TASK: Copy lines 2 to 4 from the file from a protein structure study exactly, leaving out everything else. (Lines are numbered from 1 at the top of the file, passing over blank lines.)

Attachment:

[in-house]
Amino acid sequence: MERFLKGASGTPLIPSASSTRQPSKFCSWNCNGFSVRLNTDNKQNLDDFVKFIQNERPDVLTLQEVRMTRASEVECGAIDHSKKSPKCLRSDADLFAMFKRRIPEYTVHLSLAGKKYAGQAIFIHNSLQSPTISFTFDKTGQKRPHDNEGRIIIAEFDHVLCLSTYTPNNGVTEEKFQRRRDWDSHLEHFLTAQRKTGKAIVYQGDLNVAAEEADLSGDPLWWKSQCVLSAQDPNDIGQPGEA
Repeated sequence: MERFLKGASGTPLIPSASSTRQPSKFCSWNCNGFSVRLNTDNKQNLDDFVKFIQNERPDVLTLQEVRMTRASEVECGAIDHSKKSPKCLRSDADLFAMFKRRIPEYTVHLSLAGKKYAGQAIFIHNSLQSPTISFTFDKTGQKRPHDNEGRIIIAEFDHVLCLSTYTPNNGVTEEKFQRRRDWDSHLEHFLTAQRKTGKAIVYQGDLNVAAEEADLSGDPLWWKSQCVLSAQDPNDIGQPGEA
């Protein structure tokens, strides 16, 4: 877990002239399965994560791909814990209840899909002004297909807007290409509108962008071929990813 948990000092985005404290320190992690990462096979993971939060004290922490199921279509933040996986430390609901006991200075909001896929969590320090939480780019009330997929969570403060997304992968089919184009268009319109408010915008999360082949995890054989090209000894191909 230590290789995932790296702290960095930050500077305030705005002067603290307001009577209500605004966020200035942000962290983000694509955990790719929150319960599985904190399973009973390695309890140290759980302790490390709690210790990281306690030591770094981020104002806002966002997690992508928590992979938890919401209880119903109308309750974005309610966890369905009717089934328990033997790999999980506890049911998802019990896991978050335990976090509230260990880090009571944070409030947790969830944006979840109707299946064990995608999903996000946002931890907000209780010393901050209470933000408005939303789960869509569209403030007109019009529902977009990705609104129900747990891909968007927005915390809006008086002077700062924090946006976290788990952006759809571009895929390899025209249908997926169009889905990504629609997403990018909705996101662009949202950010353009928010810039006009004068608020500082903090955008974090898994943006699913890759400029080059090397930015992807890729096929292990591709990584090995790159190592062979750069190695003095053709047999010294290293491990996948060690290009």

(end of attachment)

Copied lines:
Amino acid sequence: MERFLKGASGTPLIPSASSTRQPSKFCSWNCNGFSVRLNTDNKQNLDDFVKFIQNERPDVLTLQEVRMTRASEVECGAIDHSKKSPKCLRSDADLFAMFKRRIPEYTVHLSLAGKKYAGQAIFIHNSLQSPTISFTFDKTGQKRPHDNEGRIIIAEFDHVLCLSTYTPNNGVTEEKFQRRRDWDSHLEHFLTAQRKTGKAIVYQGDLNVAAEEADLSGDPLWWKSQCVLSAQDPNDIGQPGEA
Repeated sequence: MERFLKGASGTPLIPSASSTRQPSKFCSWNCNGFSVRLNTDNKQNLDDFVKFIQNERPDVLTLQEVRMTRASEVECGAIDHSKKSPKCLRSDADLFAMFKRRIPEYTVHLSLAGKKYAGQAIFIHNSLQSPTISFTFDKTGQKRPHDNEGRIIIAEFDHVLCLSTYTPNNGVTEEKFQRRRDWDSHLEHFLTAQRKTGKAIVYQGDLNVAAEEADLSGDPLWWKSQCVLSAQDPNDIGQPGEA
């Protein structure tokens, strides 16, 4: 877990002239399965994560791909814990209840899909002004297909807007290409509108962008071929990813 948990000092985005404290320190992690990462096979993971939060004290922490199921279509933040996986430390609901006991200075909001896929969590320090939480780019009330997929969570403060997304992968089919184009268009319109408010915008999360082949995890054989090209000894191909 230590290789995932790296702290960095930050500077305030705005002067603290307001009577209500605004966020200035942000962290983000694509955990790719929150319960599985904190399973009973390695309890140290759980302790490390709690210790990281306690030591770094981020104002806002966002997690992508928590992979938890919401209880119903109308309750974005309610966890369905009717089934328990033997790999999980506890049911998802019990896991978050335990976090509230260990880090009571944070409030947790969830944006979840109707299946064990995608999903996000946002931890907000209780010393901050209470933000408005939303789960869509569209403030007109019009529902977009990705609104129900747990891909968007927005915390809006008086002077700062924090946006976290788990952006759809571009895929390899025209249908997926169009889905990504629609997403990018909705996101662009949202950010353009928010810039006009004068608020500082903090955008974090898994943006699913890759400029080059090397930015992807890729096929292990591709990584090995790159190592062979750069190695003095053709047999010294290293491990996948060690290009």